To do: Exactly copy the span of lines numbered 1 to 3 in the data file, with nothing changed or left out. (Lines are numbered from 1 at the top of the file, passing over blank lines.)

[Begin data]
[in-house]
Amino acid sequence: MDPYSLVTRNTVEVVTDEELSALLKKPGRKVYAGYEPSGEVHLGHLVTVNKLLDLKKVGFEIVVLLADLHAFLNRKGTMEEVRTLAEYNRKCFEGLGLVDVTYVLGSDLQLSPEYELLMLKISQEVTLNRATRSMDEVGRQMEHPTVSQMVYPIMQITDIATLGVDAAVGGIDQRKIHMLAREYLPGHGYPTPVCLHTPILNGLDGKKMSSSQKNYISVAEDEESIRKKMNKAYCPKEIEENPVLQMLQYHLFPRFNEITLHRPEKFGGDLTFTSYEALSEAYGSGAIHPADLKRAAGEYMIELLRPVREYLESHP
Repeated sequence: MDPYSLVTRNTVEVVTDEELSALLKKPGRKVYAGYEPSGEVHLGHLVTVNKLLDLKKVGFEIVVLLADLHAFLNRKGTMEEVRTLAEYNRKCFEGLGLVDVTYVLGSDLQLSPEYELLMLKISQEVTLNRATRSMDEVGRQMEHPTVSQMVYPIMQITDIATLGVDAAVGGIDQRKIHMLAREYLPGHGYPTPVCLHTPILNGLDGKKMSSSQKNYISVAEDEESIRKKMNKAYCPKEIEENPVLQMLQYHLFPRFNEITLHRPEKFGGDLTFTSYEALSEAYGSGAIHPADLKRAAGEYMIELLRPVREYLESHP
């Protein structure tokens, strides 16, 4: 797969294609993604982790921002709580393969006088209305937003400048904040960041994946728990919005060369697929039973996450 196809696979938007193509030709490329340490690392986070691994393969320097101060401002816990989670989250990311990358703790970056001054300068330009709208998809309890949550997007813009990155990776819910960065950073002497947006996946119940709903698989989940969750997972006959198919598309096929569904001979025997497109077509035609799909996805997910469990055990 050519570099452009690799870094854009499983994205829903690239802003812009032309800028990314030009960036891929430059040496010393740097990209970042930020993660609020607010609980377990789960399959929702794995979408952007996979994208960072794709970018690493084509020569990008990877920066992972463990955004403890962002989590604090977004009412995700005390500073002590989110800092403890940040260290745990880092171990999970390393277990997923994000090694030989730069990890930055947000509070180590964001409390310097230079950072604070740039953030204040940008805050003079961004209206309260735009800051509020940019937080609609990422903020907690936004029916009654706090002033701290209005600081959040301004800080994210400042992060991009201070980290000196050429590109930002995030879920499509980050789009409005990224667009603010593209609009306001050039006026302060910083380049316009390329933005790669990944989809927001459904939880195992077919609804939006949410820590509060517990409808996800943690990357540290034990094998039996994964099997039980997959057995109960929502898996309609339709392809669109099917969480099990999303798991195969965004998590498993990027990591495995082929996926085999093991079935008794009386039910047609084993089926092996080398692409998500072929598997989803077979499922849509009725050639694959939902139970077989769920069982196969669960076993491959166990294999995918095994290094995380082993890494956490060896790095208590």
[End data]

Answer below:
[in-house]
Amino acid sequence: MDPYSLVTRNTVEVVTDEELSALLKKPGRKVYAGYEPSGEVHLGHLVTVNKLLDLKKVGFEIVVLLADLHAFLNRKGTMEEVRTLAEYNRKCFEGLGLVDVTYVLGSDLQLSPEYELLMLKISQEVTLNRATRSMDEVGRQMEHPTVSQMVYPIMQITDIATLGVDAAVGGIDQRKIHMLAREYLPGHGYPTPVCLHTPILNGLDGKKMSSSQKNYISVAEDEESIRKKMNKAYCPKEIEENPVLQMLQYHLFPRFNEITLHRPEKFGGDLTFTSYEALSEAYGSGAIHPADLKRAAGEYMIELLRPVREYLESHP
Repeated sequence: MDPYSLVTRNTVEVVTDEELSALLKKPGRKVYAGYEPSGEVHLGHLVTVNKLLDLKKVGFEIVVLLADLHAFLNRKGTMEEVRTLAEYNRKCFEGLGLVDVTYVLGSDLQLSPEYELLMLKISQEVTLNRATRSMDEVGRQMEHPTVSQMVYPIMQITDIATLGVDAAVGGIDQRKIHMLAREYLPGHGYPTPVCLHTPILNGLDGKKMSSSQKNYISVAEDEESIRKKMNKAYCPKEIEENPVLQMLQYHLFPRFNEITLHRPEKFGGDLTFTSYEALSEAYGSGAIHPADLKRAAGEYMIELLRPVREYLESHP